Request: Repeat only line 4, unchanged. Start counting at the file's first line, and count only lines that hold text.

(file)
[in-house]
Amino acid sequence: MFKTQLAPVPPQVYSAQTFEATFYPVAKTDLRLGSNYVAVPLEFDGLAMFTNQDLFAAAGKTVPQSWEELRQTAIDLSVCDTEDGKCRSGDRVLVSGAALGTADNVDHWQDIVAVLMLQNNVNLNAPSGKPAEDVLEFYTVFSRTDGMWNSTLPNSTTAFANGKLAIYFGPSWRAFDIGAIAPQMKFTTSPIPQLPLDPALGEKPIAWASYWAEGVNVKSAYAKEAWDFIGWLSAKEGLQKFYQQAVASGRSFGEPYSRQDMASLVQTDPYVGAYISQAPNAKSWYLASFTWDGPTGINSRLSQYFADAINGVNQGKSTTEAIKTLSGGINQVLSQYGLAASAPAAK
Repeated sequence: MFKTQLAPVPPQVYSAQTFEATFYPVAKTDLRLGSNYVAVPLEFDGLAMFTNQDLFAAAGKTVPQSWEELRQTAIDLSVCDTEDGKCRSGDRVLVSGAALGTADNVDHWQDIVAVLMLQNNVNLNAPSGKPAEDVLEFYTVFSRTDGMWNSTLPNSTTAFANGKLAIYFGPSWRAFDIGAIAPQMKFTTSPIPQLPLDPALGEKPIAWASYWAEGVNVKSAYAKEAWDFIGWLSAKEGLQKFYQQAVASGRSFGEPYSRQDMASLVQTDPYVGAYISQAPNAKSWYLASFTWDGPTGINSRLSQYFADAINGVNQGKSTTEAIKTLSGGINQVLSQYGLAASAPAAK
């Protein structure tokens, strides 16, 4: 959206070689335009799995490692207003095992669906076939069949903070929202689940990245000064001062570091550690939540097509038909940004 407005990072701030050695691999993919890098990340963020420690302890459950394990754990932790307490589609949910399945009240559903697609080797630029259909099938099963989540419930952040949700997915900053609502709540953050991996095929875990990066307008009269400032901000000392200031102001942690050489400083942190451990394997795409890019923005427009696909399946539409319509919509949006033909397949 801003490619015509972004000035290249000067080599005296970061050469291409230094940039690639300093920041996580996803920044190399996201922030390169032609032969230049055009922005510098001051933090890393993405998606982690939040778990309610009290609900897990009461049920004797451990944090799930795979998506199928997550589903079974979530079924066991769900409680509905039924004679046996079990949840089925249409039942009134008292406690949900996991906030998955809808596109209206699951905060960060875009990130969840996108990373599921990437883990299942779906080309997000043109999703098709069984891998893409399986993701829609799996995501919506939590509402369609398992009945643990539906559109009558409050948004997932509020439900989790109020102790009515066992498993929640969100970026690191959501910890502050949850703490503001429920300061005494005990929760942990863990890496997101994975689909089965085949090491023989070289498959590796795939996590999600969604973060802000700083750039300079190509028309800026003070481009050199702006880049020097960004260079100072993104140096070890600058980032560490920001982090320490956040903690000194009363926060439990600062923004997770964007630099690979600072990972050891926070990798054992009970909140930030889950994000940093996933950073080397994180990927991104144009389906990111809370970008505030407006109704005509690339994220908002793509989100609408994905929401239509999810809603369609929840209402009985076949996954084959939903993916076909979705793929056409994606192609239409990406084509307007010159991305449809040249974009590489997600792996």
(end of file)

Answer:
């Protein structure tokens, strides 16, 4: 959206070689335009799995490692207003095992669906076939069949903070929202689940990245000064001062570091550690939540097509038909940004 407005990072701030050695691999993919890098990340963020420690302890459950394990754990932790307490589609949910399945009240559903697609080797630029259909099938099963989540419930952040949700997915900053609502709540953050991996095929875990990066307008009269400032901000000392200031102001942690050489400083942190451990394997795409890019923005427009696909399946539409319509919509949006033909397949 801003490619015509972004000035290249000067080599005296970061050469291409230094940039690639300093920041996580996803920044190399996201922030390169032609032969230049055009922005510098001051933090890393993405998606982690939040778990309610009290609900897990009461049920004797451990944090799930795979998506199928997550589903079974979530079924066991769900409680509905039924004679046996079990949840089925249409039942009134008292406690949900996991906030998955809808596109209206699951905060960060875009990130969840996108990373599921990437883990299942779906080309997000043109999703098709069984891998893409399986993701829609799996995501919506939590509402369609398992009945643990539906559109009558409050948004997932509020439900989790109020102790009515066992498993929640969100970026690191959501910890502050949850703490503001429920300061005494005990929760942990863990890496997101994975689909089965085949090491023989070289498959590796795939996590999600969604973060802000700083750039300079190509028309800026003070481009050199702006880049020097960004260079100072993104140096070890600058980032560490920001982090320490956040903690000194009363926060439990600062923004997770964007630099690979600072990972050891926070990798054992009970909140930030889950994000940093996933950073080397994180990927991104144009389906990111809370970008505030407006109704005509690339994220908002793509989100609408994905929401239509999810809603369609929840209402009985076949996954084959939903993916076909979705793929056409994606192609239409990406084509307007010159991305449809040249974009590489997600792996």